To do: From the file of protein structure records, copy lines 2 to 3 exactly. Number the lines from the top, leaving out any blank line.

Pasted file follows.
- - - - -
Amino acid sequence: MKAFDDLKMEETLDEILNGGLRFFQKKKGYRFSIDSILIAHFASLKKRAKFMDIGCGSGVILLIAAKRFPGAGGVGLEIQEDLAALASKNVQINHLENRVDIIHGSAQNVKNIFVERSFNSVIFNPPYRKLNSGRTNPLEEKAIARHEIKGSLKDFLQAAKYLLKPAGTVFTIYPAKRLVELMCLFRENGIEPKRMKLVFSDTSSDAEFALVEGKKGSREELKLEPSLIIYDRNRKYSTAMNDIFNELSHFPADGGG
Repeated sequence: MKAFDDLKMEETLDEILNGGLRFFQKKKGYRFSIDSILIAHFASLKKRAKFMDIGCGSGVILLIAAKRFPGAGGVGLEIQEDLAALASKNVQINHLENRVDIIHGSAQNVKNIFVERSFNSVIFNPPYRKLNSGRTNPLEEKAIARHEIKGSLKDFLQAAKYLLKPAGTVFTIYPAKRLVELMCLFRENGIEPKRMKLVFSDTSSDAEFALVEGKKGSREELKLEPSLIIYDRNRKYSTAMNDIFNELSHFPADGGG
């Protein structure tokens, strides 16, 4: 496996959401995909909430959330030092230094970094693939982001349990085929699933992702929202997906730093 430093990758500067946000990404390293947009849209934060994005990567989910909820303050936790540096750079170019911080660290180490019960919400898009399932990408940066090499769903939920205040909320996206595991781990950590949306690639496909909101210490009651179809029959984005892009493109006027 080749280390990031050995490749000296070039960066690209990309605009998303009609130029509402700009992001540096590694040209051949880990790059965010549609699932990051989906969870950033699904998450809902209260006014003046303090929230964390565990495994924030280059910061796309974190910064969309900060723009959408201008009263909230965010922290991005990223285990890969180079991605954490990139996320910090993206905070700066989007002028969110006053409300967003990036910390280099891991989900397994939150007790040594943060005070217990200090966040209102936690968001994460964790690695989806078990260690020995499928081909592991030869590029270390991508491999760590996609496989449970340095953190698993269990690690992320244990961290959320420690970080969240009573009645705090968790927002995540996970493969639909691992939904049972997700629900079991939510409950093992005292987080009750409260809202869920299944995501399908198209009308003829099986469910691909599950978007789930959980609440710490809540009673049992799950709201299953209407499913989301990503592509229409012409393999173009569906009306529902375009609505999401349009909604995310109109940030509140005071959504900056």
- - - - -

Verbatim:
Repeated sequence: MKAFDDLKMEETLDEILNGGLRFFQKKKGYRFSIDSILIAHFASLKKRAKFMDIGCGSGVILLIAAKRFPGAGGVGLEIQEDLAALASKNVQINHLENRVDIIHGSAQNVKNIFVERSFNSVIFNPPYRKLNSGRTNPLEEKAIARHEIKGSLKDFLQAAKYLLKPAGTVFTIYPAKRLVELMCLFRENGIEPKRMKLVFSDTSSDAEFALVEGKKGSREELKLEPSLIIYDRNRKYSTAMNDIFNELSHFPADGGG
């Protein structure tokens, strides 16, 4: 496996959401995909909430959330030092230094970094693939982001349990085929699933992702929202997906730093 430093990758500067946000990404390293947009849209934060994005990567989910909820303050936790540096750079170019911080660290180490019960919400898009399932990408940066090499769903939920205040909320996206595991781990950590949306690639496909909101210490009651179809029959984005892009493109006027 080749280390990031050995490749000296070039960066690209990309605009998303009609130029509402700009992001540096590694040209051949880990790059965010549609699932990051989906969870950033699904998450809902209260006014003046303090929230964390565990495994924030280059910061796309974190910064969309900060723009959408201008009263909230965010922290991005990223285990890969180079991605954490990139996320910090993206905070700066989007002028969110006053409300967003990036910390280099891991989900397994939150007790040594943060005070217990200090966040209102936690968001994460964790690695989806078990260690020995499928081909592991030869590029270390991508491999760590996609496989449970340095953190698993269990690690992320244990961290959320420690970080969240009573009645705090968790927002995540996970493969639909691992939904049972997700629900079991939510409950093992005292987080009750409260809202869920299944995501399908198209009308003829099986469910691909599950978007789930959980609440710490809540009673049992799950709201299953209407499913989301990503592509229409012409393999173009569906009306529902375009609505999401349009909604995310109109940030509140005071959504900056």